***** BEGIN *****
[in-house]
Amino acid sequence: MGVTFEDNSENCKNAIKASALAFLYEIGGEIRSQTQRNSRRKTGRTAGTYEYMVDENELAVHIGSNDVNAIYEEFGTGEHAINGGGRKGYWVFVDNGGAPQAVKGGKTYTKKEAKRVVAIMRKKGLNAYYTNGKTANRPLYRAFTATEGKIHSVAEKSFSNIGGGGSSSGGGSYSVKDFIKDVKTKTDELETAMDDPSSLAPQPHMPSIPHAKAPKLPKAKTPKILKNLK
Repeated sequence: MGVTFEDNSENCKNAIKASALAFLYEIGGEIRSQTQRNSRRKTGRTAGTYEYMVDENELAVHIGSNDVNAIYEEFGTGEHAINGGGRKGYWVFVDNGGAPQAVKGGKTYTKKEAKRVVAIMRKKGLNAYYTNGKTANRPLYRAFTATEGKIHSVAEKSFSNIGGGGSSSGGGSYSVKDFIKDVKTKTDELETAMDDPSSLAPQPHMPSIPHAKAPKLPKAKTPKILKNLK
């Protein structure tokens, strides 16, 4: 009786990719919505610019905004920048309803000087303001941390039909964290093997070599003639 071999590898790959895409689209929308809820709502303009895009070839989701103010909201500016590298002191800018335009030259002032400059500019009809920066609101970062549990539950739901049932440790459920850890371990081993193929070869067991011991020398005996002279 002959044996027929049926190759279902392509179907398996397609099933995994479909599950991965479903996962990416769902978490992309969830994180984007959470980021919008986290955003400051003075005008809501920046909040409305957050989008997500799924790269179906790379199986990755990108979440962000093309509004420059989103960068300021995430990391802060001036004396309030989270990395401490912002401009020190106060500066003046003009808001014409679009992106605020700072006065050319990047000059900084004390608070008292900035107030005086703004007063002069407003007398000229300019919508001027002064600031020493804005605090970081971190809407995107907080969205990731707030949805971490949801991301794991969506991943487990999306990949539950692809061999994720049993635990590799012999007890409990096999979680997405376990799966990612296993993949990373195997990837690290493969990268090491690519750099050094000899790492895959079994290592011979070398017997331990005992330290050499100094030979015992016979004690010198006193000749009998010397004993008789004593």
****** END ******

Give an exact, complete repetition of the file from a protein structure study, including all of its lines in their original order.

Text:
[in-house]
Amino acid sequence: MGVTFEDNSENCKNAIKASALAFLYEIGGEIRSQTQRNSRRKTGRTAGTYEYMVDENELAVHIGSNDVNAIYEEFGTGEHAINGGGRKGYWVFVDNGGAPQAVKGGKTYTKKEAKRVVAIMRKKGLNAYYTNGKTANRPLYRAFTATEGKIHSVAEKSFSNIGGGGSSSGGGSYSVKDFIKDVKTKTDELETAMDDPSSLAPQPHMPSIPHAKAPKLPKAKTPKILKNLK
Repeated sequence: MGVTFEDNSENCKNAIKASALAFLYEIGGEIRSQTQRNSRRKTGRTAGTYEYMVDENELAVHIGSNDVNAIYEEFGTGEHAINGGGRKGYWVFVDNGGAPQAVKGGKTYTKKEAKRVVAIMRKKGLNAYYTNGKTANRPLYRAFTATEGKIHSVAEKSFSNIGGGGSSSGGGSYSVKDFIKDVKTKTDELETAMDDPSSLAPQPHMPSIPHAKAPKLPKAKTPKILKNLK
């Protein structure tokens, strides 16, 4: 009786990719919505610019905004920048309803000087303001941390039909964290093997070599003639 071999590898790959895409689209929308809820709502303009895009070839989701103010909201500016590298002191800018335009030259002032400059500019009809920066609101970062549990539950739901049932440790459920850890371990081993193929070869067991011991020398005996002279 002959044996027929049926190759279902392509179907398996397609099933995994479909599950991965479903996962990416769902978490992309969830994180984007959470980021919008986290955003400051003075005008809501920046909040409305957050989008997500799924790269179906790379199986990755990108979440962000093309509004420059989103960068300021995430990391802060001036004396309030989270990395401490912002401009020190106060500066003046003009808001014409679009992106605020700072006065050319990047000059900084004390608070008292900035107030005086703004007063002069407003007398000229300019919508001027002064600031020493804005605090970081971190809407995107907080969205990731707030949805971490949801991301794991969506991943487990999306990949539950692809061999994720049993635990590799012999007890409990096999979680997405376990799966990612296993993949990373195997990837690290493969990268090491690519750099050094000899790492895959079994290592011979070398017997331990005992330290050499100094030979015992016979004690010198006193000749009998010397004993008789004593």